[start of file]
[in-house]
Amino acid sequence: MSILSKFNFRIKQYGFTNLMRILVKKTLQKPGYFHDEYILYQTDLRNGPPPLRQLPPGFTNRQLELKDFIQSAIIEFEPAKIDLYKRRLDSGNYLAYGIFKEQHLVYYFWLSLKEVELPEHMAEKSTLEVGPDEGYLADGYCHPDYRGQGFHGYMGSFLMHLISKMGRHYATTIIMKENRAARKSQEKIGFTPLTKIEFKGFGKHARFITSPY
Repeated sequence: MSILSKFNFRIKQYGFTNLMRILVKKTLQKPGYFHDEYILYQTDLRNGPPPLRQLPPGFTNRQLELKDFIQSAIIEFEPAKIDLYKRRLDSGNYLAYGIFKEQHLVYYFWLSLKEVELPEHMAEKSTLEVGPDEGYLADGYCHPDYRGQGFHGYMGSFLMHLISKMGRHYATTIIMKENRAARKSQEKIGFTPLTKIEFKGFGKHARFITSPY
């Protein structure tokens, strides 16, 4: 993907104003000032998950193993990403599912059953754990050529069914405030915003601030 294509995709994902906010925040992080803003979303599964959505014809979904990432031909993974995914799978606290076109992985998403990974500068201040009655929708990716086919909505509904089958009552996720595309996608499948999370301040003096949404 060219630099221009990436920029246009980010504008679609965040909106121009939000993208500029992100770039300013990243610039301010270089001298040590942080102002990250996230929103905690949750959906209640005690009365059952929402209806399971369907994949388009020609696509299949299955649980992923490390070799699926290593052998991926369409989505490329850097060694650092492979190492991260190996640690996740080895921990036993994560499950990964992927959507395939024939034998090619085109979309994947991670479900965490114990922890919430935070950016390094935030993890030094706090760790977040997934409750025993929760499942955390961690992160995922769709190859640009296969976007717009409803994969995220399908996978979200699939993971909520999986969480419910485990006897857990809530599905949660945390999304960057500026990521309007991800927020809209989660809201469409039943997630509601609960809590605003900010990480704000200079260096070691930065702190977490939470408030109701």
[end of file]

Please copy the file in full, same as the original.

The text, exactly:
[in-house]
Amino acid sequence: MSILSKFNFRIKQYGFTNLMRILVKKTLQKPGYFHDEYILYQTDLRNGPPPLRQLPPGFTNRQLELKDFIQSAIIEFEPAKIDLYKRRLDSGNYLAYGIFKEQHLVYYFWLSLKEVELPEHMAEKSTLEVGPDEGYLADGYCHPDYRGQGFHGYMGSFLMHLISKMGRHYATTIIMKENRAARKSQEKIGFTPLTKIEFKGFGKHARFITSPY
Repeated sequence: MSILSKFNFRIKQYGFTNLMRILVKKTLQKPGYFHDEYILYQTDLRNGPPPLRQLPPGFTNRQLELKDFIQSAIIEFEPAKIDLYKRRLDSGNYLAYGIFKEQHLVYYFWLSLKEVELPEHMAEKSTLEVGPDEGYLADGYCHPDYRGQGFHGYMGSFLMHLISKMGRHYATTIIMKENRAARKSQEKIGFTPLTKIEFKGFGKHARFITSPY
């Protein structure tokens, strides 16, 4: 993907104003000032998950193993990403599912059953754990050529069914405030915003601030 294509995709994902906010925040992080803003979303599964959505014809979904990432031909993974995914799978606290076109992985998403990974500068201040009655929708990716086919909505509904089958009552996720595309996608499948999370301040003096949404 060219630099221009990436920029246009980010504008679609965040909106121009939000993208500029992100770039300013990243610039301010270089001298040590942080102002990250996230929103905690949750959906209640005690009365059952929402209806399971369907994949388009020609696509299949299955649980992923490390070799699926290593052998991926369409989505490329850097060694650092492979190492991260190996640690996740080895921990036993994560499950990964992927959507395939024939034998090619085109979309994947991670479900965490114990922890919430935070950016390094935030993890030094706090760790977040997934409750025993929760499942955390961690992160995922769709190859640009296969976007717009409803994969995220399908996978979200699939993971909520999986969480419910485990006897857990809530599905949660945390999304960057500026990521309007991800927020809209989660809201469409039943997630509601609960809590605003900010990480704000200079260096070691930065702190977490939470408030109701």